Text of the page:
Make fun of these collectors if you want. It’s pretty easy, really, as it is to make fun of anyone with any sort of odd obsession. I collected baseball cards when I was younger and had thousands of them. That made me a rather large dork, just like these pin collectors.

But is this obsessive hobby really any different than any other hobby? Is it different than spending $10,000 on a mountain bike, as Cash pointed out? Is it different than buying a new set of golf clubs when your old set is only two years old? Is it different than buying the newfangled-est cell phone or camera when you know the price will drop in a few months?

As these folks were trading pins and stories with passersby, a new addict was getting his first rush.

Stefan Stychev had traveled here from his home in Bulgaria. He was staying with his sister in South London. This was his first Olympics. He was almost embarrassed at his piddly collection, but he was proud to say he designed some of them, like the one on his lapel for a Bulgarian soccer team’s fan club. His eyes got huge when he spoke of his favorite pin back home, as if he were talking about his child: a golden badge commemorating Slavia, one of the oldest soccer teams in Bulgaria. The pin was rare, made back in 1913. He purchased it for $500.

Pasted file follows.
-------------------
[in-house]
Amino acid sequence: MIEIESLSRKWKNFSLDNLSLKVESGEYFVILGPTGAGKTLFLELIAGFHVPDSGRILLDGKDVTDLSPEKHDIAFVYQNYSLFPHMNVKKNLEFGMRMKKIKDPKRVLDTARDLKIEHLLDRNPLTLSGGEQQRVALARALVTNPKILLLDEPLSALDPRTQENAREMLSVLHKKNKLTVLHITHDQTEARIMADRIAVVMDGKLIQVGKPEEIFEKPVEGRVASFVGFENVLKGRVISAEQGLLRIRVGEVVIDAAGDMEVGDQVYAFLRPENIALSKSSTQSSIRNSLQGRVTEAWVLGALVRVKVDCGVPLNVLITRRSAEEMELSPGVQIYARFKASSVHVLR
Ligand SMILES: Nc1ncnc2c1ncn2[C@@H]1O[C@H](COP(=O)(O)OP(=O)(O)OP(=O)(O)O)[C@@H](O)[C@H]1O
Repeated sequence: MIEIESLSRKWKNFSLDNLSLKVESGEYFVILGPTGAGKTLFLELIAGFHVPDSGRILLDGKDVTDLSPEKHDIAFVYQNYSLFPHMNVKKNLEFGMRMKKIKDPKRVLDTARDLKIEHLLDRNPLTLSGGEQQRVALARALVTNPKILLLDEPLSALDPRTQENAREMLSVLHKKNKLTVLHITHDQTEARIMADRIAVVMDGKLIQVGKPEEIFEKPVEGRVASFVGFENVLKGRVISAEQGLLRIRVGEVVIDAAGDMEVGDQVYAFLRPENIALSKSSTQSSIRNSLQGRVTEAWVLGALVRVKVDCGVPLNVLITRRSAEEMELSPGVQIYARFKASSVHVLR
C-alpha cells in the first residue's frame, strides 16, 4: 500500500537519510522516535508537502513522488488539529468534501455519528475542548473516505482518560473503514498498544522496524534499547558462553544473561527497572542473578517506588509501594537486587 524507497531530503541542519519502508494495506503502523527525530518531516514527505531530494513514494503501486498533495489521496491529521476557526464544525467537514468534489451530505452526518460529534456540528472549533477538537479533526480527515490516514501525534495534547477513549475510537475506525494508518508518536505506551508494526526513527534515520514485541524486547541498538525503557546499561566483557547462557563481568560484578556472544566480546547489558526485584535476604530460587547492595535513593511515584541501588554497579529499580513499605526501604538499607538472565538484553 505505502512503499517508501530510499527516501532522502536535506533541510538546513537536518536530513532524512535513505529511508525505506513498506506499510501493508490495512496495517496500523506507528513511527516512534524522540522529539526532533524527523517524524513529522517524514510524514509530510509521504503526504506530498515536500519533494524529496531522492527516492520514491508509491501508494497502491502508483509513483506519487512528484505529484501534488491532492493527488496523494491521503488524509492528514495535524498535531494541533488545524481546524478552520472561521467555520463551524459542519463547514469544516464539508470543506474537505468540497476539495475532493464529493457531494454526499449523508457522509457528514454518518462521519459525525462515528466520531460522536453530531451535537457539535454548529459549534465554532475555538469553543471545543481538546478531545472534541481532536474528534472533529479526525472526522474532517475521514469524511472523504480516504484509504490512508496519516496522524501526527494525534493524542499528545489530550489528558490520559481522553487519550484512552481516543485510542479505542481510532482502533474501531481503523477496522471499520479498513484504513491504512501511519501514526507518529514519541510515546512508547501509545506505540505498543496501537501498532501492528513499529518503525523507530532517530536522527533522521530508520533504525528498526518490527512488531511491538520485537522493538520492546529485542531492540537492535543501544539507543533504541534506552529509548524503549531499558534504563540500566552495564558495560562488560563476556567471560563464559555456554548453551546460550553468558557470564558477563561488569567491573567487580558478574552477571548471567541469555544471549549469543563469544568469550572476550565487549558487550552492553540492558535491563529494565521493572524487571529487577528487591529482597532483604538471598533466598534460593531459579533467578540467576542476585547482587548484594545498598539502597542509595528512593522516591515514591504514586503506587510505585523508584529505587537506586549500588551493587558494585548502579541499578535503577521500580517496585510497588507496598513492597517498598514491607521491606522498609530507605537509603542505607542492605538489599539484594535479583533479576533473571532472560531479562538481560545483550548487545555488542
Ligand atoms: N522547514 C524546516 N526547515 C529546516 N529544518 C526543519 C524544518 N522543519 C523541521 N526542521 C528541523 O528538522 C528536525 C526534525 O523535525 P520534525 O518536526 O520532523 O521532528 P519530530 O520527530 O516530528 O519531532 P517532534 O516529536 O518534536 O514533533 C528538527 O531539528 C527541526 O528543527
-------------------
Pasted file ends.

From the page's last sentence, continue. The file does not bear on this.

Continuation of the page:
“This is the start,” he said, showing his collection of a hundred or so pins. “After this, it’s a sickness. You can’t stop.”

Follow Reid Forgrave on Twitter @reidforgrave or email him at